Apparently, the D.C. at-large special election is all about who can be more like former D.C. mayor Adrian Fenty. Republican Ward 1 State Board of Education member Pat Mara, former Fenty staffer Josh Lopez and interim councilmember Sekou Biddle are all trying to sound like Fenty and former schools chancellor Michelle Rhee when they speak about education reform.
Lopez, for one, is explicitly pushing this angle and is asking Mayor Vince Gray (who has endorsed Biddle) to drop the “interim” before interim Schools Chancellor Kaya Henderson’s title. Henderson, a former Rhee deputy, is considered the best hope to carry on her reforms. (Mara has made the same request.)
“Chancellor Henderson needs to be given the job on a permanent basis,” Lopez said in a press release. “She is the last hope for the continuation of the progress we have made in education.”
In the release, Lopez — the only candidate with enough signatures already to make the ballot — made an eyebrow-rising claim. “Gray ... received a majority of his campaign contributions from the Washington Teachers’ Union.”
Wow. Forget about (D-D.C.)? How about (D-Washington Teachers' Union)?
Not quite. The teachers’ union itself didn’t actually give any money to Gray’s campaign. Its only direct donation during the 2010 election cycle was to Ward 5 Councilmember Harry Thomas in the amount of $500, according to online records from the D.C. Office of Campaign Finance.
Teachers’ unions — and labor in general — did work to defeat Fenty, who they loathed. (One local union leader called him "the most arrogant individual I’ve ever met.") Ben Smith of Politico reported a day after the election that the American Federation of Teachers (of which the Washington Teachers’ Union is a part) spent around $1 million to defeat Fenty. But they spent the money as part of an independent campaign, not in direct donations to Gray. By law, the unions’ effort was separate from his campaign:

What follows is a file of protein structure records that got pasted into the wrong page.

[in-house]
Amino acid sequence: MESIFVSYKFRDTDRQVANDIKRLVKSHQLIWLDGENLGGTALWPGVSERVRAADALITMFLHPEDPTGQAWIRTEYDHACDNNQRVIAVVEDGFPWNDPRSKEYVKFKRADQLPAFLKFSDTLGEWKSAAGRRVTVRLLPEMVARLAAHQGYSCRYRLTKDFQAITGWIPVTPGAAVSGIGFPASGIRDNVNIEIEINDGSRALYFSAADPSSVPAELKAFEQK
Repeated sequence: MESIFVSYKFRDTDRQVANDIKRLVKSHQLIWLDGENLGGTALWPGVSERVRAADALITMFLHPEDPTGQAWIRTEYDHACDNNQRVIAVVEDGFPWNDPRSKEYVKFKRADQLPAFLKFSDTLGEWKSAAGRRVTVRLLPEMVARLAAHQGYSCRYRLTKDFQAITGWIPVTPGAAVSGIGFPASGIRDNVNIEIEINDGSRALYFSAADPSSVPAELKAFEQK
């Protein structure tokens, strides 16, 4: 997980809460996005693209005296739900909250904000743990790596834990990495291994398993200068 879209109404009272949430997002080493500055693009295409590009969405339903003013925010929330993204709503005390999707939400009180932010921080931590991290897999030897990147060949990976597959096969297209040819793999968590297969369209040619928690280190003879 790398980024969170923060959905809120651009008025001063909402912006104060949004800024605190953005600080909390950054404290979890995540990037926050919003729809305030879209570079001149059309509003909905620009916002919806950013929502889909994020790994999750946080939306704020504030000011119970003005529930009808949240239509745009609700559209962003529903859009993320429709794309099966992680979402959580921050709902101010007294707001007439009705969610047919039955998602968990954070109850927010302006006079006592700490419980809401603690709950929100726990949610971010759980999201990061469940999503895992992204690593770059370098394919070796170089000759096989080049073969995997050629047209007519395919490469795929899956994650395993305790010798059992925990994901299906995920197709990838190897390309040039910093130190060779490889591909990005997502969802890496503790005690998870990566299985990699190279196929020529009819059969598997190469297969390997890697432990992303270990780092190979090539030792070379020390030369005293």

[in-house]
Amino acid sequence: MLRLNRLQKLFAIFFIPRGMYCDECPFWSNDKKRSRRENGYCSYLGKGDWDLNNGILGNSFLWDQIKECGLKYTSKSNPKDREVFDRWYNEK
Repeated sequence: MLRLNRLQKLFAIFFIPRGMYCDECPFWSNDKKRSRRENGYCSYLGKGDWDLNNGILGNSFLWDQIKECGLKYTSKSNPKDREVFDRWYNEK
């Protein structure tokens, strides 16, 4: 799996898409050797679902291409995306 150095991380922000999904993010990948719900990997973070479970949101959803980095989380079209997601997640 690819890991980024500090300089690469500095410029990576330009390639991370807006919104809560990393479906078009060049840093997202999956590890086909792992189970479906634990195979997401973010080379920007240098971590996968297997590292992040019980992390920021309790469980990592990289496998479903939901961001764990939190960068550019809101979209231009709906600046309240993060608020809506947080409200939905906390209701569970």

[T]he consultant said that most of the money went to unlimited and unregulated communication with union members, intense outreach to the union's more than 2,000 members in the district and to the between 30,000 and 40,000 AFL-CIO members in Washington, D.C. Each group received three mailings and several live calls; the union also did its own polling on the race.
As of the week before the primary, Gray had raised $1.15 million (he raised more after the primary, but at that point, his election was fait accompli). That shows the amount the AFT spent wasn't chump change. But it wasn't in direct campaign contributions.
Lopez presented this explanation to us as his reasoning for the statement, while adding that individual members of the WTU made contributions as well. "The bulk of the total money spent on his campaign came from those unions," he said.
The union endorsed Gray, and made little secret of its dislike of Fenty, but they didn’t provide the majority of the bankroll for Gray’s race. In fact, they didn't provide any direct money at all. Independent expenditure campaigns and the Gray campaign are totally separate, an important distinction Lopez completely ignores and it's Total Malarkey.